I’ve been a part of Jonathan’s marketing organization for several years now and following his journey from marketing leader to CMO has been both exciting and inspiring. I’ve listened to him address our marketing team, the SAP community, customers and more and regardless of audience, two essential themes always emerge through his words: people and simplicity.
Jonathan encourages us to think about our work in terms of people – not business to consumer or business to business – but people to people. He also recommends we simplify the way we work, the words we use and get away from the acronyms that overcomplicate our lives.
So what does this have to do with social media? People and simplicity are at the heart of social media – good social media. To be successful in these channels, you need to be real, interact with people, have conversations, and keep your messages clear and simple.
Jonathan actively engages with thousands through his blog and on Twitter. In fact, he was recently named one of the Top 100 CMOs on Twitter by Social Media Marketing Magazine.
I spoke to Jonathan about what social media means for him. Check out his insight below. With CMOs and marketing leaders talking more and more about the importance of social media, it is refreshing to find a CMO who walks the walks, understands the channels, and keeps it real by making it all about people and simplicity.
LB: As an executive, why is social media important to you?
JB: I’m a big believer in abandoning traditional B2B marketing techniques in favor of a people to people approach. It’s especially critical for those conversations to be two-way. Twitter is a fantastic way for me to listen to what people think about SAP and our solutions. As an executive, you usually get packaged analysis after the fact. Twitter is unfiltered and it’s real time.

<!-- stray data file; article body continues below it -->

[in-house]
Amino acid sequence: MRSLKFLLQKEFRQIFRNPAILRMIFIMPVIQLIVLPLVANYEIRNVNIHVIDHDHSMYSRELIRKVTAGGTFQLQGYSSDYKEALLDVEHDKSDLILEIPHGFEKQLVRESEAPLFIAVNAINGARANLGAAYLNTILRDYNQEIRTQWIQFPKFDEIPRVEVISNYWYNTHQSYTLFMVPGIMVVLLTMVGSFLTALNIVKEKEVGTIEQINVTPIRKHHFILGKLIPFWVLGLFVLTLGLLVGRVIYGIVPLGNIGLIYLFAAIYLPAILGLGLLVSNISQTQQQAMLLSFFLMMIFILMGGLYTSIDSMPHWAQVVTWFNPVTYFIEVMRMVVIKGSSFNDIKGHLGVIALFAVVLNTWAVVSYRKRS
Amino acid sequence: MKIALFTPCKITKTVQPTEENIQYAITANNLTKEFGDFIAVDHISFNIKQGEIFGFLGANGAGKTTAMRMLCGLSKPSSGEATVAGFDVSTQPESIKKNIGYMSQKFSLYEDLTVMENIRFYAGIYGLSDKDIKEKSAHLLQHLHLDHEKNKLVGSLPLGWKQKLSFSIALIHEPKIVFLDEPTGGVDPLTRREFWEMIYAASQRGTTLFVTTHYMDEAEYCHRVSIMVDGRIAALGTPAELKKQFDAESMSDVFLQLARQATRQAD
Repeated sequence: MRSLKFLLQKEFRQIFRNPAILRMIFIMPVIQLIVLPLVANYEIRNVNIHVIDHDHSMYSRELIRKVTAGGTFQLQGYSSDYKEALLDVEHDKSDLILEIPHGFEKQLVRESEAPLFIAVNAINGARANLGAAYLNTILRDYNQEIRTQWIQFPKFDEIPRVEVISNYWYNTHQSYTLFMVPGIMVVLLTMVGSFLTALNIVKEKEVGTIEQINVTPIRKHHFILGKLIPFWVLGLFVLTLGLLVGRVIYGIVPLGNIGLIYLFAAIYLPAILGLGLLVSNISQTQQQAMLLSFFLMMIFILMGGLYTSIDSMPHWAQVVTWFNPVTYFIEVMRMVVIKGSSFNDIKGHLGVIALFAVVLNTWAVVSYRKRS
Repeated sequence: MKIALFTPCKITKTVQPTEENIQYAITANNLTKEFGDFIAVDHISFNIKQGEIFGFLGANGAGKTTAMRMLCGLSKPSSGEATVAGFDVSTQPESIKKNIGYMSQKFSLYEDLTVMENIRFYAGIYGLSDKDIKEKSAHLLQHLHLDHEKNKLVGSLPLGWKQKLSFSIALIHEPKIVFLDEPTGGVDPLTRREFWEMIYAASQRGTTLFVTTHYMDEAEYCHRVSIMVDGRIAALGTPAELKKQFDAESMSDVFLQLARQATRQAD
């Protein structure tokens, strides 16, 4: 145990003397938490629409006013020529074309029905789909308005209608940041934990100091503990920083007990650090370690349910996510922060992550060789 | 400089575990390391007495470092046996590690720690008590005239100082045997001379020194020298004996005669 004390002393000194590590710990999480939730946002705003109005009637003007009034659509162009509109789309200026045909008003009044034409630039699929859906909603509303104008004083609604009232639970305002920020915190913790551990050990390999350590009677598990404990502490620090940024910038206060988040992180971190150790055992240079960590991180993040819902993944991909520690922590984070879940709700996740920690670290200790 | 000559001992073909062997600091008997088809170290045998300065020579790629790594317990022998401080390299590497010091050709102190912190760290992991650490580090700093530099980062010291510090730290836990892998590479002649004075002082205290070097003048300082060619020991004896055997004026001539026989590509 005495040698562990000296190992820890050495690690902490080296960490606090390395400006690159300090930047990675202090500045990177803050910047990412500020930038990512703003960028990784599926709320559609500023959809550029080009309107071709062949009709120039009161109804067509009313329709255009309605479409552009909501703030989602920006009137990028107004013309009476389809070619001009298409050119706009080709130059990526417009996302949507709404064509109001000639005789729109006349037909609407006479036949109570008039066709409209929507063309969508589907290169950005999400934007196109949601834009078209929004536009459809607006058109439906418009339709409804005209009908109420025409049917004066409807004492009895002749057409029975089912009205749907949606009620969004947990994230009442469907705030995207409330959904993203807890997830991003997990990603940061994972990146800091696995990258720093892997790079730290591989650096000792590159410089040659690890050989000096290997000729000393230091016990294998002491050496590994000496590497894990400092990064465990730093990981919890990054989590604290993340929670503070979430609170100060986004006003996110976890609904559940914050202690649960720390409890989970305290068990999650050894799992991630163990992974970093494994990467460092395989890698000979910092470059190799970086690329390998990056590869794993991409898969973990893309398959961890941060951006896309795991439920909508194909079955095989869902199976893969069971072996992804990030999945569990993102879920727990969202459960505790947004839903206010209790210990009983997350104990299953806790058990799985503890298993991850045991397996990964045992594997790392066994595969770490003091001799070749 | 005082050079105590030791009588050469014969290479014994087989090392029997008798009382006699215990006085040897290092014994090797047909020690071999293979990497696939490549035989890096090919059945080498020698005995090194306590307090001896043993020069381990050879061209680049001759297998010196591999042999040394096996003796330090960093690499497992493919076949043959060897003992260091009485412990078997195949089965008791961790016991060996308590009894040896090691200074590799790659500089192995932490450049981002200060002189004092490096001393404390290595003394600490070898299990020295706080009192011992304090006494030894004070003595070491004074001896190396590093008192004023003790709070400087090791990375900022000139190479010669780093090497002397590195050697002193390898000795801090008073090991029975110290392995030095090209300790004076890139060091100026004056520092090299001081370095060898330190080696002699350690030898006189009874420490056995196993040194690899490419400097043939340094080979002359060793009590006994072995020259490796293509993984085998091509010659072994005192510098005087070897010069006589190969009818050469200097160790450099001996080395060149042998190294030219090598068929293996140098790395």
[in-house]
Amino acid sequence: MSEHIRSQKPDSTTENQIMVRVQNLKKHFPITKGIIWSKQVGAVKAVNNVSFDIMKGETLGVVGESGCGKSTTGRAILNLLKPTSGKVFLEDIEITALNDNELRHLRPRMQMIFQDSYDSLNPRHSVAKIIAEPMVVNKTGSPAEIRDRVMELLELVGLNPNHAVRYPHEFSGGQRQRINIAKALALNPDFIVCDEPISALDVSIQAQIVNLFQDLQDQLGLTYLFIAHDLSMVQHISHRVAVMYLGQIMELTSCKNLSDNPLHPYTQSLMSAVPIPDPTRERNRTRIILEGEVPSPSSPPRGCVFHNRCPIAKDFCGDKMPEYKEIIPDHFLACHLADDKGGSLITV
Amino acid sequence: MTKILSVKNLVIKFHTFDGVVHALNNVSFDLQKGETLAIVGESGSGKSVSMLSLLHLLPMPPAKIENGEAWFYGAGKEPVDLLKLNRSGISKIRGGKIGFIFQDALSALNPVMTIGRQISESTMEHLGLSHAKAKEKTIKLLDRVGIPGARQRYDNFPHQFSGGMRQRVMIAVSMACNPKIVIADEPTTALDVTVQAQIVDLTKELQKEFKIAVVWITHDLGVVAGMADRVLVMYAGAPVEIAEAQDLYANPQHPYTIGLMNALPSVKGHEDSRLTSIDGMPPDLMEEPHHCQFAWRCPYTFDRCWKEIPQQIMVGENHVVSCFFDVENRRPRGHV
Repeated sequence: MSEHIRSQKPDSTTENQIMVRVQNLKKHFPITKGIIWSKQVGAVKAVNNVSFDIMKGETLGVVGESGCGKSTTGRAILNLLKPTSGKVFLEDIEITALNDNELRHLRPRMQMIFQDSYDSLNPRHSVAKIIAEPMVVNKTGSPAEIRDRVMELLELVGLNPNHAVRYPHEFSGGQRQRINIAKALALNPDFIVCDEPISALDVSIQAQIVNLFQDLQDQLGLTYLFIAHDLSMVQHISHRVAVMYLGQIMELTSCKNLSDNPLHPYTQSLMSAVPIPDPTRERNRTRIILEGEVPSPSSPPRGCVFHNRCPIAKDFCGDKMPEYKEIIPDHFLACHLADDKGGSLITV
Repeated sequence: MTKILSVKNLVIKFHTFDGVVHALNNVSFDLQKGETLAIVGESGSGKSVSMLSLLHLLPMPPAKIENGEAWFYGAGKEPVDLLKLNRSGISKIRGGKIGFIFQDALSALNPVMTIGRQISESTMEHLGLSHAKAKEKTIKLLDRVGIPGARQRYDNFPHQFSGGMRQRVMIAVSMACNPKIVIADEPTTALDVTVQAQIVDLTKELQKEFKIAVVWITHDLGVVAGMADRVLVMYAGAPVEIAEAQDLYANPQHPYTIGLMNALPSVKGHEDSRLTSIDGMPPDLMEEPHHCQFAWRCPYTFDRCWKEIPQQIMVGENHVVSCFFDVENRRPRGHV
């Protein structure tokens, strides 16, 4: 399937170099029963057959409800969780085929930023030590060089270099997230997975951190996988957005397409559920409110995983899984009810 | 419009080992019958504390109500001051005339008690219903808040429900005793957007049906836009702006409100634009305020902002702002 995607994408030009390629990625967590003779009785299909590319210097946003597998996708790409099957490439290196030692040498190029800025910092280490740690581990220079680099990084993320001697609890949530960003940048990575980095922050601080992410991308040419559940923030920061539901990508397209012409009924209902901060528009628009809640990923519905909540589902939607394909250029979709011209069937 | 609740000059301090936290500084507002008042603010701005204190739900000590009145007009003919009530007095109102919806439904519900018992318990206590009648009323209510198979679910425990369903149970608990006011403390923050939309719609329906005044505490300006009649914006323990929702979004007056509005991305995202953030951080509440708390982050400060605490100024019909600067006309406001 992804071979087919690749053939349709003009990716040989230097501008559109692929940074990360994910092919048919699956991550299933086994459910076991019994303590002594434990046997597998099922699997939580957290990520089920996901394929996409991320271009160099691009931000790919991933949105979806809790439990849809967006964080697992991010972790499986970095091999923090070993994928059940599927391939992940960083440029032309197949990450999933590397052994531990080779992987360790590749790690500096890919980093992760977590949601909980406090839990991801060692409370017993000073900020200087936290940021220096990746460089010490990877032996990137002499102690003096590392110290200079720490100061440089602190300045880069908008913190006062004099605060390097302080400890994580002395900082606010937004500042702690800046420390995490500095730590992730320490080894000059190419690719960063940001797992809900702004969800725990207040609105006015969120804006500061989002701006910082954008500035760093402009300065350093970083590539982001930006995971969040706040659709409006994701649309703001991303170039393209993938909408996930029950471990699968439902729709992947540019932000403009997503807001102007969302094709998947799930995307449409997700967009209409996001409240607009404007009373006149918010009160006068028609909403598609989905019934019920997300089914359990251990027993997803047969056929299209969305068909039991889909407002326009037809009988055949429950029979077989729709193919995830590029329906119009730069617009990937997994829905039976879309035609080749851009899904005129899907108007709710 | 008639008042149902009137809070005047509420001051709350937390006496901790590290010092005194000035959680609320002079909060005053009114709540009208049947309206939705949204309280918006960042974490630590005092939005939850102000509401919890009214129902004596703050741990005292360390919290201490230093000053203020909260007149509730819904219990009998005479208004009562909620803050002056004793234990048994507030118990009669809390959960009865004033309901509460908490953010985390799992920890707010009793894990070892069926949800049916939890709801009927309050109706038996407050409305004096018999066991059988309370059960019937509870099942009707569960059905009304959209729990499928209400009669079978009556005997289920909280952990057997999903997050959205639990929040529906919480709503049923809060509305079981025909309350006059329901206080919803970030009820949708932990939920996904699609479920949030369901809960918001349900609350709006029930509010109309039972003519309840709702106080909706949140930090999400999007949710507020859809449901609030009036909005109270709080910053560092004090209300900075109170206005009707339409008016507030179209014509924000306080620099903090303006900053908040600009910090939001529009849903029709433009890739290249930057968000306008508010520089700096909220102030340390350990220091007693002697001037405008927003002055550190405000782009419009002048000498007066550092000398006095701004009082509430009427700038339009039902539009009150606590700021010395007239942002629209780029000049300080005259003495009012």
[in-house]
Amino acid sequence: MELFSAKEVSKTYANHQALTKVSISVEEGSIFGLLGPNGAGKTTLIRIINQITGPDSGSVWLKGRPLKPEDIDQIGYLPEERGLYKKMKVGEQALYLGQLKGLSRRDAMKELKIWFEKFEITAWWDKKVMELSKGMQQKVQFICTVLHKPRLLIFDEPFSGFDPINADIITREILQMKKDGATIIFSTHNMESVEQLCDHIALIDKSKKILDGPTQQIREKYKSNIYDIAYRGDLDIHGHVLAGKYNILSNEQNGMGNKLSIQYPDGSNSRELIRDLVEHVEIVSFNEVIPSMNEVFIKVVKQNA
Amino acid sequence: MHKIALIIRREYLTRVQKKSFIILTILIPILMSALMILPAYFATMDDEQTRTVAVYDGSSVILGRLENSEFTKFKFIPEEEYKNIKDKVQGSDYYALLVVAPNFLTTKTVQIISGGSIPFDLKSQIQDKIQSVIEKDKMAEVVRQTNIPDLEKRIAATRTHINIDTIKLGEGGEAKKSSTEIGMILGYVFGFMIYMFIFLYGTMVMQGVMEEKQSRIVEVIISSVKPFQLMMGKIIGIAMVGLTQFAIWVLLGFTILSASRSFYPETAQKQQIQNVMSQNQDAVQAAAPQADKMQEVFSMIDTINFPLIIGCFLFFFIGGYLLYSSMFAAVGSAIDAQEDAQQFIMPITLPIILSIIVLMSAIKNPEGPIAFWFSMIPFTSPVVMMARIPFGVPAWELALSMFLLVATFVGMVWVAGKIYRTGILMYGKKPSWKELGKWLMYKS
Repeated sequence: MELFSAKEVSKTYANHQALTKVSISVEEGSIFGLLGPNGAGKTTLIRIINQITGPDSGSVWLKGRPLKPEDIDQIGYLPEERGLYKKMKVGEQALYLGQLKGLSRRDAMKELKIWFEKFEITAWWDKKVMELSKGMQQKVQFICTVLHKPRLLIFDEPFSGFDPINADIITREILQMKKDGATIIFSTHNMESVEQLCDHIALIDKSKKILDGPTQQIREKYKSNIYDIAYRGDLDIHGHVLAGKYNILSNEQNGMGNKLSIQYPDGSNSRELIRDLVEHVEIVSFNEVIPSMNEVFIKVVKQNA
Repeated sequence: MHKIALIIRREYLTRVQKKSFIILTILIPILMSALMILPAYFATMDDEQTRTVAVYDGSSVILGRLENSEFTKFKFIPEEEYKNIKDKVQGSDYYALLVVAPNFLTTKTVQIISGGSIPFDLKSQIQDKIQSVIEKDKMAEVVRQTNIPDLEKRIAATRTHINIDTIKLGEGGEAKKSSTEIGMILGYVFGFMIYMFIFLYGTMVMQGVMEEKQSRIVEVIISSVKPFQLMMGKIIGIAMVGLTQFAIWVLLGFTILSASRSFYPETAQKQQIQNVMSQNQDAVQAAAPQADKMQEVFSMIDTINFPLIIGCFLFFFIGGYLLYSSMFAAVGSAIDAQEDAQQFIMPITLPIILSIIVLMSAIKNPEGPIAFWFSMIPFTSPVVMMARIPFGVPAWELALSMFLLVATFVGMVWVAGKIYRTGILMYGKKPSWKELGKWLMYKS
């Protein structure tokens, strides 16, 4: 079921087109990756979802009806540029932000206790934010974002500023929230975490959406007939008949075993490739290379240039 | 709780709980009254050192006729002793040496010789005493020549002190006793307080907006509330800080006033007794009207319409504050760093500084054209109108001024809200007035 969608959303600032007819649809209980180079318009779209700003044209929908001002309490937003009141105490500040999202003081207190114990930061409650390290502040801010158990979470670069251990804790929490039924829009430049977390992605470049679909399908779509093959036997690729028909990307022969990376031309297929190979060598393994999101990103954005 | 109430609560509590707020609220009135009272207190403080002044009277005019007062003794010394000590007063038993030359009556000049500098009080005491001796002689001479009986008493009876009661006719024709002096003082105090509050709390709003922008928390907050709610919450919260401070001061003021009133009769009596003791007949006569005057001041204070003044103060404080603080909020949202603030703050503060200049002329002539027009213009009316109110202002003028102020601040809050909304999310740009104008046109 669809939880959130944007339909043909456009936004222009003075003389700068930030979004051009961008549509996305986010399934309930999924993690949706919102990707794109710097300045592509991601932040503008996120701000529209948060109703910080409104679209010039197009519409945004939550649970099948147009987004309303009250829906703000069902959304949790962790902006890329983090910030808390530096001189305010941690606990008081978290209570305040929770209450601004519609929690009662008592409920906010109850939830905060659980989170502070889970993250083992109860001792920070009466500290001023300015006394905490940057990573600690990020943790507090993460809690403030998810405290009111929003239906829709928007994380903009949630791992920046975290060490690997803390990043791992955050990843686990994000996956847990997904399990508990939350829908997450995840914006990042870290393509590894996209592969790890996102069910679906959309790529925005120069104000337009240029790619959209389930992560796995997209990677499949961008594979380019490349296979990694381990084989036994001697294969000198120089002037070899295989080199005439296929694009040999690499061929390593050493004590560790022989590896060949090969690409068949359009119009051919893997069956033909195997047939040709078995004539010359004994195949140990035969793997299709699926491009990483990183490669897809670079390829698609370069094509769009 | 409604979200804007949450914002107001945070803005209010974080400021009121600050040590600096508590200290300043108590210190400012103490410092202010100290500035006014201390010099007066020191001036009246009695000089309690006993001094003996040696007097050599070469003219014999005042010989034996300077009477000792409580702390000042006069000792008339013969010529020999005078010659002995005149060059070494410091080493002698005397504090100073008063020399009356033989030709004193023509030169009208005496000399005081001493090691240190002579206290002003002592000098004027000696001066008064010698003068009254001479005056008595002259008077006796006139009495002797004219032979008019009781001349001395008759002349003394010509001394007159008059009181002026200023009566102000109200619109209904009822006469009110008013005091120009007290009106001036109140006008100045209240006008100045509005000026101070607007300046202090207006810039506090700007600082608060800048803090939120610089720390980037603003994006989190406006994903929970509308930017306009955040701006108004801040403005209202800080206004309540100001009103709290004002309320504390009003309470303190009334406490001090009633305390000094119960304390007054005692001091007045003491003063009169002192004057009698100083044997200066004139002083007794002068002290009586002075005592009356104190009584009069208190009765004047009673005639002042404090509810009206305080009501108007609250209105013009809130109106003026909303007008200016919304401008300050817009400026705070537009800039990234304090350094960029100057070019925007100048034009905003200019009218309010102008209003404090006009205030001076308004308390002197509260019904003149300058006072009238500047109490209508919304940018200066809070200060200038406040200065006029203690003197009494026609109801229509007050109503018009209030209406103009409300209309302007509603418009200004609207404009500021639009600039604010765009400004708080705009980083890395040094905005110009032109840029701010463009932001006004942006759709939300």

LB: How do you apply what you hear in social media channels to your role as CMO?
JB: Social media channels, including Twitter, are an effective way to test out new messages, to get feedback on product positioning, and to encourage customers share their experiences. Beyond that, I’ve learned about breaking industry news, competitor announcements, and even helped customers who were trying to buy from SAP. Like all new channels, the danger is that noise overwhelms the useful, and interesting, information.
LB: How do you see social media engagement evolving for future leaders?
JB: There was a time when leaders were uncomfortable with email; some may still uncomfortable with SMS on mobile phones. As social media matures, we are likely to spend less time debating and extolling its particular characteristics. Social media will just be another communication channel, as comfortable for future leaders as participating in a meeting.